On Sunday, Brown(above) beat the Broncos with his NFL-record-tying fourth game-winning kick ofthe season. "I go into those kicks thinking about practice, thinking aboutthe same rhythms I had three days ago," says Brown. "I'm doingrepetitions in my head, good positive moments, and then--boom!--replaying themon the field. Beforehand I talk to Steve Landro, the ball guy on the sideline.He keeps me relaxed. We don't talk about the situation. We talk about thingsgoing on, about people in the stands. The [home] fans get more encouraging withtheir screaming: 'C'mon, Brown. We believe in you.' So we're like, 'Don't theyever think maybe I want them to leave me alone?' We just goof around. When he'snot there, I'll talk to a police officer or somebody." Brown, who traceshis confidence this season to soul-searching he did after missing a potentialgame-winner last year against Washington, says he isn't even bothered by fanswho heckle on the road. "'Wide left! You suck! You're horrible! Upright!'You're going to hear that stuff," says Brown. "That's just the way itgoes."
"I take deepbreaths and tell myself, Go out and be a hero," says Tynes, who is gratefulwhen an opponent calls time to "freeze" him before a kick. "I loveit. You get to gauge the wind and look at your spot, clean it up if it's notsmooth. It helps. The best part of the game is to see grown men jumping up anddown because of something that came off your foot, that's the best. When youmiss? There's nothing worse. It's like when your parents say they'redisappointed in you."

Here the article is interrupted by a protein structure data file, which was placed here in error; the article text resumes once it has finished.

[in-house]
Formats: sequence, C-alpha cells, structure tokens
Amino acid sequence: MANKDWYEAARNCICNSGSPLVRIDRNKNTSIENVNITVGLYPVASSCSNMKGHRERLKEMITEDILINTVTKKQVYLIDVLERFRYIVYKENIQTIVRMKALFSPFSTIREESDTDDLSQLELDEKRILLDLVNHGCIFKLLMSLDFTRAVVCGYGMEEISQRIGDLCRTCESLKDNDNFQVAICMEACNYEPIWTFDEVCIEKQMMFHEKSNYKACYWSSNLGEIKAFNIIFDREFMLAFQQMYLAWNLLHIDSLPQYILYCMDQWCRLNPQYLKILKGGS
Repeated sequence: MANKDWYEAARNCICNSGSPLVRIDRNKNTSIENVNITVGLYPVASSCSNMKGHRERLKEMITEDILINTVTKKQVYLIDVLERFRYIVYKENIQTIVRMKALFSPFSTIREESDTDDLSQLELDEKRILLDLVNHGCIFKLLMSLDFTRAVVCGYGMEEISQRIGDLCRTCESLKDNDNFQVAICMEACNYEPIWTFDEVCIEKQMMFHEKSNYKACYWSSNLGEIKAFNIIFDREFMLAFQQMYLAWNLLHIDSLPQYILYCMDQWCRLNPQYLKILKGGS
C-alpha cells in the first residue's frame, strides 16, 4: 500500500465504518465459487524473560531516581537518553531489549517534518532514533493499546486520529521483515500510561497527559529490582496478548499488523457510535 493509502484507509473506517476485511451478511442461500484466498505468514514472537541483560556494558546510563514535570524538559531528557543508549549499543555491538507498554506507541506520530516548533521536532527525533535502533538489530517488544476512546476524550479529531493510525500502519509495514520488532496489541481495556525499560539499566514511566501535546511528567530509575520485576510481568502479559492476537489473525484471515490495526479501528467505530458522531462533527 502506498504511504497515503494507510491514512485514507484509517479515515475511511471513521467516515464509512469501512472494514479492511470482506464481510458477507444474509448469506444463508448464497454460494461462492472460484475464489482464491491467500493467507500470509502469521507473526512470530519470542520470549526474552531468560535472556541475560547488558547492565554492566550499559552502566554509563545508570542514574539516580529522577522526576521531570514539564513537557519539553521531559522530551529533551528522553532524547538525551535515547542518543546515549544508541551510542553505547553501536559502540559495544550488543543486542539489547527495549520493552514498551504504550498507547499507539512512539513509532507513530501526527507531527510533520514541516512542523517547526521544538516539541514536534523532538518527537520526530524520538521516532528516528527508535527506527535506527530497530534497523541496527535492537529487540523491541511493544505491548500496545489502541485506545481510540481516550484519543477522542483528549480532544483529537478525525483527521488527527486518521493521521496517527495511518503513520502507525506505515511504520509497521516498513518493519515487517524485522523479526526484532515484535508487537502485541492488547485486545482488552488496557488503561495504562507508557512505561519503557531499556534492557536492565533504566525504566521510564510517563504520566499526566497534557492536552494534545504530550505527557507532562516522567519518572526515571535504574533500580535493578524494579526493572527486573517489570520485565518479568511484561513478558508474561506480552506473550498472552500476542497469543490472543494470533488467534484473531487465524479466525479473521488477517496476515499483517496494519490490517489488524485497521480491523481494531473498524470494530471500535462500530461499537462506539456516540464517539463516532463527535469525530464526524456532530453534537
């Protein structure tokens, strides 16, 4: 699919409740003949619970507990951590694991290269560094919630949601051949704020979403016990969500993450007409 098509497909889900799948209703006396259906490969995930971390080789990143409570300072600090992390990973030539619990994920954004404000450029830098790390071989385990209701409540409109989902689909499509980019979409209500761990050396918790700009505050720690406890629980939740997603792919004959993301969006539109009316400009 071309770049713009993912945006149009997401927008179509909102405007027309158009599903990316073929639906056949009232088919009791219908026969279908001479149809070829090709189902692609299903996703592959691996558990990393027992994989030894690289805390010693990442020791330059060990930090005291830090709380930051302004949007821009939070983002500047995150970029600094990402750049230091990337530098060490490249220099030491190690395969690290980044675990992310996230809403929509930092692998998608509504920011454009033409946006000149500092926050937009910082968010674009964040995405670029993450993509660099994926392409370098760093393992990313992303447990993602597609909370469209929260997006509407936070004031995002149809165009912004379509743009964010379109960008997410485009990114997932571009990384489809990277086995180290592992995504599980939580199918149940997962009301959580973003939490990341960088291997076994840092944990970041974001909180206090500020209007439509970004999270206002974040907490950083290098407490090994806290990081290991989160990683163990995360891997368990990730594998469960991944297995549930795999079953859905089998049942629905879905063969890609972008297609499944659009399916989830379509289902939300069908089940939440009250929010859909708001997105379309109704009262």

When Cincy hasthe ball late, says Graham, "I go near the goalpost and take pieces ofpaper or trash and flip them in the air to see where the wind's going. I maylook like a weirdo, but I don't care. The fun thing about making one is thedifference in sound. At home it goes from quiet to loud, away it goes from anuproar to dead silent. They're equally rewarding. After an away game you see itthe next day on film, and you see people behind the goalpost holding up theirmiddle fingers, holding up signs. I don't see it when it's happening, but it'sfunny to see it on film."
"I like torun on the field far behind where I'm going to kick," says Kaeding."It's a trick I play with my mind. I'm looking at the uprights 20 yardsfarther than I'm going to be. Then when I come to my spot, it looks like ashorter kick. For [road] fans [heckling at that time] is their favorite thingin the world. They read the media guide: 'Hey, your dad, Larry, I saw him outlast night.' You know that at work the next day they [want to] brag, 'I got inthe kicker's head and made him miss.'"
"I kicked agame-winner in Indy, and [Colt] Bob Sanders' face mask hit my knee," Scobeesays. "I fell down to try to draw a penalty. I lay there, then accidentallykneed our doctor in the groin on a reflex check. I was ready to get up, but heasked me to stay down while he composed himself. The fans thought I was faking,so when I came back out for kickoff, they let me have it. They got a 'Yousuck!' chant going."
"It feels alot worse to miss one than it feels good to make one--making one is more asense of relief that you didn't screw up," Akers says. "[Before apotential game-winner] teammates say things like 'You can hit this.' I don'trespond much." Akers recalls a narrow success in Cleveland in 2004. "Inovertime Coach [Andy] Reid asked what my range was in the conditions. I said 50yards. We got to about the 32-yard line and had a 50-yard kick. If it was 51,I'm not sure we would have made it."
CARLOS OSORIO/AP (2, BROWN)
CHARLIE RIEDEL/AP (TYNES)
BARRY TAYLOR/WIREIMAGE.COM (GRAHAM)
AL TIELEMANS (KAEDING)
PHIL COALE/AP (SCOBEE)
HUNTER MARTIN/WIREIMAGE.COM (AKERS)